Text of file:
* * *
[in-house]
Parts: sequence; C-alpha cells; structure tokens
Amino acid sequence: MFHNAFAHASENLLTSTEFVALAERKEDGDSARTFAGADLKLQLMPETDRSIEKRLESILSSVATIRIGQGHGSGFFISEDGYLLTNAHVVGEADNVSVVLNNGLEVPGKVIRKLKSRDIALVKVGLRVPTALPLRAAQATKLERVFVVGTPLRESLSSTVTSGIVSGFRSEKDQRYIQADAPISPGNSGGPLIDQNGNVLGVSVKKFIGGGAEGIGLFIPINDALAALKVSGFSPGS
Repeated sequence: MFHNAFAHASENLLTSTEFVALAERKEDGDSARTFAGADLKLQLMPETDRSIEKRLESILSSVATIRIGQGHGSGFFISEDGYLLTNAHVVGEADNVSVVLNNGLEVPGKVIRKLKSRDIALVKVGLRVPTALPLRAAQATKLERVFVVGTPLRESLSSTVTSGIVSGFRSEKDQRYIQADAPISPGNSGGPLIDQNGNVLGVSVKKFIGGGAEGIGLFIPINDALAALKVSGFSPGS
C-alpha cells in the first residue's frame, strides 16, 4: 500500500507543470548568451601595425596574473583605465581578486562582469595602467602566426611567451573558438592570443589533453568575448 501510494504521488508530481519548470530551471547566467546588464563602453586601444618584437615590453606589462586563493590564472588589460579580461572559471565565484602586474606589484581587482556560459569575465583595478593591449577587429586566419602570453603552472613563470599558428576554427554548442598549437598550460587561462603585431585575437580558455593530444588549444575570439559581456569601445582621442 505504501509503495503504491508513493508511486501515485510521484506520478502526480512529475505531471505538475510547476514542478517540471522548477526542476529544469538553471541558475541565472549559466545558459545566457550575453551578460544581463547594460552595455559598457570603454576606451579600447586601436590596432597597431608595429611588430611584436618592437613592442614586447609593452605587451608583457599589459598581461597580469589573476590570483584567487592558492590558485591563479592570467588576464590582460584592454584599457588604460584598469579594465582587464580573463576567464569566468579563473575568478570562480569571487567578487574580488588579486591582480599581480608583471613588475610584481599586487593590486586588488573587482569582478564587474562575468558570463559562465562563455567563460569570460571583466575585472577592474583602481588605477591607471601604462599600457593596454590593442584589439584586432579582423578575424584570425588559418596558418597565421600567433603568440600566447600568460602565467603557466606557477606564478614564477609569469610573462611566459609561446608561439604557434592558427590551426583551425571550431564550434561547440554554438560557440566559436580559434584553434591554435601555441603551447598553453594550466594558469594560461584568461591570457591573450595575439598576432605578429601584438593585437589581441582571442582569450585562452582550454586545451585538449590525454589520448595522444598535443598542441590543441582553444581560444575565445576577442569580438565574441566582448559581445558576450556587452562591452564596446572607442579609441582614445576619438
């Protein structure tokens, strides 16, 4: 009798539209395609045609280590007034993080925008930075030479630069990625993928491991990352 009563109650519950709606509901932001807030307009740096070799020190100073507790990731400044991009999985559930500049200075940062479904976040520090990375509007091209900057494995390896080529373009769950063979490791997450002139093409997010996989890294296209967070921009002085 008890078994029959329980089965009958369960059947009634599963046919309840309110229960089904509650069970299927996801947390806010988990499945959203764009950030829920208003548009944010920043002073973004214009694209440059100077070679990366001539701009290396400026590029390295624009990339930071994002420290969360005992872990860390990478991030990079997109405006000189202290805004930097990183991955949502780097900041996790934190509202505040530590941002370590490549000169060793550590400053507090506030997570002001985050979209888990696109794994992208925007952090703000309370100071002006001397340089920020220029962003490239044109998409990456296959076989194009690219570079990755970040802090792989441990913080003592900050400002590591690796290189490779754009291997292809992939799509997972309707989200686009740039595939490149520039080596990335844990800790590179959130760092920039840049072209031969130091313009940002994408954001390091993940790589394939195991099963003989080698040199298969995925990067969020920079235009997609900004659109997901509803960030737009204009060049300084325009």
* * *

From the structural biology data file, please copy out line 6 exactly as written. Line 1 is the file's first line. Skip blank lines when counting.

């Protein structure tokens, strides 16, 4: 009798539209395609045609280590007034993080925008930075030479630069990625993928491991990352 009563109650519950709606509901932001807030307009740096070799020190100073507790990731400044991009999985559930500049200075940062479904976040520090990375509007091209900057494995390896080529373009769950063979490791997450002139093409997010996989890294296209967070921009002085 008890078994029959329980089965009958369960059947009634599963046919309840309110229960089904509650069970299927996801947390806010988990499945959203764009950030829920208003548009944010920043002073973004214009694209440059100077070679990366001539701009290396400026590029390295624009990339930071994002420290969360005992872990860390990478991030990079997109405006000189202290805004930097990183991955949502780097900041996790934190509202505040530590941002370590490549000169060793550590400053507090506030997570002001985050979209888990696109794994992208925007952090703000309370100071002006001397340089920020220029962003490239044109998409990456296959076989194009690219570079990755970040802090792989441990913080003592900050400002590591690796290189490779754009291997292809992939799509997972309707989200686009740039595939490149520039080596990335844990800790590179959130760092920039840049072209031969130091313009940002994408954001390091993940790589394939195991099963003989080698040199298969995925990067969020920079235009997609900004659109997901509803960030737009204009060049300084325009």